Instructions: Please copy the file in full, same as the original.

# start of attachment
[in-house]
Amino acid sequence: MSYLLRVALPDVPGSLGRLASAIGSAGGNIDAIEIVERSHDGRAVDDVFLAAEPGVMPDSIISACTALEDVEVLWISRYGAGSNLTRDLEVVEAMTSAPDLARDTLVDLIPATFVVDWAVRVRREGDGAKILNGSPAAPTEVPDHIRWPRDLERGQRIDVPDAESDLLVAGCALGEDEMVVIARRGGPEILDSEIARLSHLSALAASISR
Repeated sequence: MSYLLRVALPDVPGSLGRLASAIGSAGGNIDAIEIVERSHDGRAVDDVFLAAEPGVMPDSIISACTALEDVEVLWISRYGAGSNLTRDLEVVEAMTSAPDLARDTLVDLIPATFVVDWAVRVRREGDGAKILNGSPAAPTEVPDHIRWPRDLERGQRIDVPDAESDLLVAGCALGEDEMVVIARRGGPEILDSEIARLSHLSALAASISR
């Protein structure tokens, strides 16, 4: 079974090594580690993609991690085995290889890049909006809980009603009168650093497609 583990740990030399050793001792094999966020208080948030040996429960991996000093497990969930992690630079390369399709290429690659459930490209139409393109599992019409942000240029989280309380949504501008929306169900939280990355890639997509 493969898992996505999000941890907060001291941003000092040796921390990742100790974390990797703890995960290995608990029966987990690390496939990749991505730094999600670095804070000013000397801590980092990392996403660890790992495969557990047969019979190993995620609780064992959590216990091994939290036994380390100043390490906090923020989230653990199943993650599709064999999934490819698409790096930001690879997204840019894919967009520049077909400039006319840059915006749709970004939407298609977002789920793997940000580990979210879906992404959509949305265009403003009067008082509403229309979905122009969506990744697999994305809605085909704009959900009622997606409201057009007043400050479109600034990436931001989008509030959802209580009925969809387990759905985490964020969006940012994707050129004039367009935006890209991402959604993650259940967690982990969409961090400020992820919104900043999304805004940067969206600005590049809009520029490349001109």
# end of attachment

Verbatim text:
[in-house]
Amino acid sequence: MSYLLRVALPDVPGSLGRLASAIGSAGGNIDAIEIVERSHDGRAVDDVFLAAEPGVMPDSIISACTALEDVEVLWISRYGAGSNLTRDLEVVEAMTSAPDLARDTLVDLIPATFVVDWAVRVRREGDGAKILNGSPAAPTEVPDHIRWPRDLERGQRIDVPDAESDLLVAGCALGEDEMVVIARRGGPEILDSEIARLSHLSALAASISR
Repeated sequence: MSYLLRVALPDVPGSLGRLASAIGSAGGNIDAIEIVERSHDGRAVDDVFLAAEPGVMPDSIISACTALEDVEVLWISRYGAGSNLTRDLEVVEAMTSAPDLARDTLVDLIPATFVVDWAVRVRREGDGAKILNGSPAAPTEVPDHIRWPRDLERGQRIDVPDAESDLLVAGCALGEDEMVVIARRGGPEILDSEIARLSHLSALAASISR
């Protein structure tokens, strides 16, 4: 079974090594580690993609991690085995290889890049909006809980009603009168650093497609 583990740990030399050793001792094999966020208080948030040996429960991996000093497990969930992690630079390369399709290429690659459930490209139409393109599992019409942000240029989280309380949504501008929306169900939280990355890639997509 493969898992996505999000941890907060001291941003000092040796921390990742100790974390990797703890995960290995608990029966987990690390496939990749991505730094999600670095804070000013000397801590980092990392996403660890790992495969557990047969019979190993995620609780064992959590216990091994939290036994380390100043390490906090923020989230653990199943993650599709064999999934490819698409790096930001690879997204840019894919967009520049077909400039006319840059915006749709970004939407298609977002789920793997940000580990979210879906992404959509949305265009403003009067008082509403229309979905122009969506990744697999994305809605085909704009959900009622997606409201057009007043400050479109600034990436931001989008509030959802209580009925969809387990759905985490964020969006940012994707050129004039367009935006890209991402959604993650259940967690982990969409961090400020992820919104900043999304805004940067969206600005590049809009520029490349001109």